TRAVELLING abroad broadens the mind. That is true. My trips to distance lands gave me valuable insights into the way of life in these countries.
Surprisingly, it was the handling of garbage at household and consumer levels that left a deep impression on me.
I spent two weeks attending a training session in Tokyo, Japan. The first thing I noticed was that the pavements and streets were clean. It was almost impossible to find indiscriminately strewn litter anywhere. No cigarette butt or used tissue paper was in sight.
As someone who needs to spend a little more time in the toilet, I was naturally amazed at how immaculately dry the public toilets were. I would not have felt disgusted like I would in the toilets here if I had to lie down on the floor. That was how clean the toilets were.
The Japanese penchant for hygiene is reflected in the nation’s serious attitude towards managing waste disposal. The host at the residential apartment where I lived took pains to explain the workings of the system.
Household waste cannot just be packed together and left outside for the municipal garbage collectors. They must be sorted and placed in coloured plastic bags, one colour for each category of waste: combustible and non-combustible waste, and recyclable items like plastic, metal cans and used paper. Recyclable bottles and cans must be cleaned before going into the respective coloured garbage bags.
A calendar in the kitchen indicated the days each type of waste would be collected. Waste other than those specified would be left behind.
There is even a guidebook outlining the lists of items for each category and policies for waste management for the particular area.
I did not know that disposing of garbage could be so complicated yet so systematic at the same time.
My second experience with responsible waste disposal was in Incheon, South Korea where I attended a conference some years back.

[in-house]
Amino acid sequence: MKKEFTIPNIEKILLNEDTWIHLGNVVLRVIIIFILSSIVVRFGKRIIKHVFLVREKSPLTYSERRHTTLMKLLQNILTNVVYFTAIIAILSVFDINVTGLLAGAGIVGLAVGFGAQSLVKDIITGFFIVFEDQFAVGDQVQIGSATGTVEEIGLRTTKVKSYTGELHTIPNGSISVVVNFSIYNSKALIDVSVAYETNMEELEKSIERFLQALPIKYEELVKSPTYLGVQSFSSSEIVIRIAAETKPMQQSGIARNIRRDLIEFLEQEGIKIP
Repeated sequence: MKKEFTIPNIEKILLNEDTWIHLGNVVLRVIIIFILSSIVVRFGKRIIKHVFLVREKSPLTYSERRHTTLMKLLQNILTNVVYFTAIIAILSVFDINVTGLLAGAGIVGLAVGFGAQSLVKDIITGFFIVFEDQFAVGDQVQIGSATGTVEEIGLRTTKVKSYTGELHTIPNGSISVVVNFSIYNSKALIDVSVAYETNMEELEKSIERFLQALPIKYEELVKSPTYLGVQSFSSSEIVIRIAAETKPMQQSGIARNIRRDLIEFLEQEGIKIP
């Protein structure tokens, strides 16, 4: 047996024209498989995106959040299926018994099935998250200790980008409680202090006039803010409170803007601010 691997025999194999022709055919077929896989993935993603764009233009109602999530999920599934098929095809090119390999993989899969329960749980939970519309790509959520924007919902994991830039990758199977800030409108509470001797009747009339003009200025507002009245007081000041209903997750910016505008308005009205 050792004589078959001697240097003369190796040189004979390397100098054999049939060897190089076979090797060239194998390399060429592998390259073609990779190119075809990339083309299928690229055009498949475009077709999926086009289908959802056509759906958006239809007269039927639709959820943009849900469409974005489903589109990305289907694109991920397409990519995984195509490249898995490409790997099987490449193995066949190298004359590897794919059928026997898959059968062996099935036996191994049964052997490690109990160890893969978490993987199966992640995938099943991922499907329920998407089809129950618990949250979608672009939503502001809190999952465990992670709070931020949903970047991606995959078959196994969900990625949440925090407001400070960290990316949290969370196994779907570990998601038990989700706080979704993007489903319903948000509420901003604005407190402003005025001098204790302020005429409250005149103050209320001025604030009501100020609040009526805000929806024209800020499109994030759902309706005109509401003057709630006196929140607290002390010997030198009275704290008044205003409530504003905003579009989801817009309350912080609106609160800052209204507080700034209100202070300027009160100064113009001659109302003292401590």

Autumn had just arrived. Mornings were chilly. I woke up earlier than usual to get ready and catch the bus for the 50-minute ride to the convention centre from the hotel.
Although I am not a breakfast person, the effort in getting up coupled with the long journey and the cold weather worked up my appetite.
Only a few food outlets were open for breakfast in the sprawling complex. My strict low-protein diet further restricted the already limited choices. I settled for a sandwich and orange juice from a
I parked myself at a table in a snug little corner and slowly savoured the very expensive sandwich. The hallway was a hive of activity as participants mingled while waiting for the programmes of the day to begin.
What I saw next was fascinating. The couple beside me, having finished their meal, cleared the table and wiped it clean. I peeked at them out of the corner of my eyes in order not to appear rude.
They methodically sorted the used packaging according to materials at a recycling counter, which had separate receptacles for used plastic cups, drinking straws and paper wrappers.
No wonder the tables were always clean even though the cafe was very busy with a long queue of customers waiting to order their food at the counter.
Like they say, “When in Rome, do what the Romans do.” When I was done, I did the same. It felt awkward. Until then, I had never cleaned up when I went to self-service restaurants back home.
As I thought about it afterwards, it was not such a bad idea after all. If I played my part, it would translate to a clean table being immediately available for the next customer. It works both ways. I could be the next customer being greeted by a clean table at another time.
In Malaysia, Ikea’s restaurant has signs encouraging customers to clear their own tables before leaving, explaining that it is one of the reasons they are paying less for the food.
Tray stations are strategically located around the restaurant for this purpose. I later discovered this practice is promoted at Ikea restaurants worldwide.
When I last went there, many customers just walked away after their meals and left behind plates, cutlery and cups on the table either out of ignorance or indolence.
In the end, those who wanted a table had to clear it themselves or wait for the cleaning crew, which took a while because of the number of table that had to be cleared. This apathy is also prevalent at popular fast food restaurants.
The culture of clearing tables after meals at self-service restaurants and recycling our household waste is a practice worth emulating.
It is not about paying less for the food but about being considerate to others who come after us. It is about caring for the environment by reducing waste and ensuring that the environment is sustainable for future generations.
This is what I like about travelling. There is always something new and something good to be learnt from each journey.
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